GIZMODO: Styluses for capacitive screens like the iPad used to be wide and squishy—bad for precise drawing and writing. Only recently have companies been able to come up with pen-like tips for a superior experience. Wacom is the latest to offer one such device in the Bamboo Stylus Fineline. The Fineline comes on the heels of Adonit, who was the first to figure out how to make a pen-like stylus tip work on an iPad. It seems now that the problem has been solved, everyone is having a go. Fineline is encased in an ever-so-slightly tapered silver tube. It looks understated and stylish, with a clip on the cap and a micro USB charger under a rubber lid on the other end. …
CNET: … Constructed of aluminum, with a grip made of painted ABS (acrylonitrile butadiene styrene), it feels solid and looks classy and elegant, similar to the Bamboo Solo and Duo rubber-tipped styluses. It’s not nearly as thin as those — unsurprisingly, given that it needs room for all the electronics, which are contained in the slight bulge just above the nib area. There’s a button to activate the Bluetooth transmitter that doubles as a programmable button when connected, with a tiny LED light in the middle to indicate Bluetooth and battery status. The button has a gentle concave curve, which helps prevent you from accidentally pressing it …
Kofax has acquired Softpro GmbH, a leading european provider of signature verification, fraud prevention and electronic signature software and services.
Kofax® Limited (NASDAQ and LSE: KFX) is a leading provider of smart process applications that simplify the business critical First Mile™ of information intensive customer interactions. Kofax combines market leading capture, process management, analytics and mobile capabilities that enable organizations to increase their responsiveness to customers, provide better service, gain a competitive advantage and better grow their businesses while reducing operating costs.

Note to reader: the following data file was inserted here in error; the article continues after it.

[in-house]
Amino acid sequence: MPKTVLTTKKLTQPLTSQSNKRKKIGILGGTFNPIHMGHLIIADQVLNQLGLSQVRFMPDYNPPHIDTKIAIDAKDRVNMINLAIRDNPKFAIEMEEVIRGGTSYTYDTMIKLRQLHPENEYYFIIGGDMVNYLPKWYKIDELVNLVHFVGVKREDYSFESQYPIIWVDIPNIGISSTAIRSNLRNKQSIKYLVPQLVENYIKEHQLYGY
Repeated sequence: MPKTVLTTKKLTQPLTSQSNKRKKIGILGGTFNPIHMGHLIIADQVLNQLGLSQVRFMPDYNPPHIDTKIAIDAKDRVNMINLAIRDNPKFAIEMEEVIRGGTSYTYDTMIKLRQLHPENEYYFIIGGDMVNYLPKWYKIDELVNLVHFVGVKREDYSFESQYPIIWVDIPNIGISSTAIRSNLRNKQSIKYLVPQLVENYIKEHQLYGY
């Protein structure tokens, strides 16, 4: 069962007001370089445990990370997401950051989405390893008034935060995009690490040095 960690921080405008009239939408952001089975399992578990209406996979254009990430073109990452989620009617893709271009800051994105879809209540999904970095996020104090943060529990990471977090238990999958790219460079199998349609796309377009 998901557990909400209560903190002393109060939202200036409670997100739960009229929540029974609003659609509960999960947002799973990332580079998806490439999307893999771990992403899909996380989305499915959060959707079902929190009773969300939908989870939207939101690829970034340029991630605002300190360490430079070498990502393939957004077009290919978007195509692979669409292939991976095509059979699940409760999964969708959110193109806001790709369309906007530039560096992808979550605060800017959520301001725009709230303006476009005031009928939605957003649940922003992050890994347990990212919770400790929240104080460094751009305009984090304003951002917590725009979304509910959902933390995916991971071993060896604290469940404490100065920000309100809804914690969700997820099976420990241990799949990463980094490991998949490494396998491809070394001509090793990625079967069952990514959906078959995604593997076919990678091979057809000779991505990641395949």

Kofax acquired all of Softpro’s stock for total consideration of $34.7 million in cash. Of this amount, $31.2 million was paid as part of the closing of the transaction on September 1, 2014. An additional $1.1 million will be paid 90 days after closing, $1.2 million will be paid one year from closing and $1.2 million will be paid two years from closing, with said amounts being subject to certain indemnification terms and conditions. The Company expects to complete the integration of Softpro by the end of calendar year 2014.
Softpro was a privately held company headquartered in Boeblingen, Germany with approximately 80 employees located principally Western Europe and the U.S. Its audited financial statements for the fiscal year ended December 31, 2013 reported revenues of $13.3 million, of which 38% arose from software licenses, 50% from maintenance services, 3% from professional services and 9% from the resale of hardware devices for signature capture purposes. The financial statements also reported an Adjusted EBITDA(3) of $1.0 million and gross assets of $6.1 million. The principal shareholders, Heinz Reschke, founder and CEO – age 66, and Peter Reschke, Head of Sales – age 66, and all other Softpro employees will remain as employees for the immediate future.
When someone claims “I didn’t sign that,” a forensic expert can perform a deep manual signature verification any time afterwards, using the SIGNificant PenAnalyst software just as they would with a signature on paper.
How it Works
- SIGNificant records the handwritten signature of a person by parameters of pressure, acceleration, speed, and rhythm. These parameters are unique to every individual and cannot be easily reproduced by a forger. A forged signature is usually created by either tracing an existing signature or simply trying to re-create the signature by memory.
- Either way, a forged signature can be characterized as either “accurate and slow or fast but inaccurate”
- SIGNificant is able to record the time that it takes someone to write their signature, which means that a side-by-side comparison of a legitimate signature and a forgery will be quick and simple, because typically the signature will either appear visually correct but the time-stamp slower or the time stamp will be correct but the signature will be visually inaccurate.
- Of course, the speed at which someone generates a signature is not the only characteristic considered when analyzing possible forgeries. Some other items include the size, connecting strokes, and proportions of the original signature
- All of these parameters are recorded by SIGNificant and are retrievable for a forensic examiner using a tool called PenAnalyst which is provided if the need arises.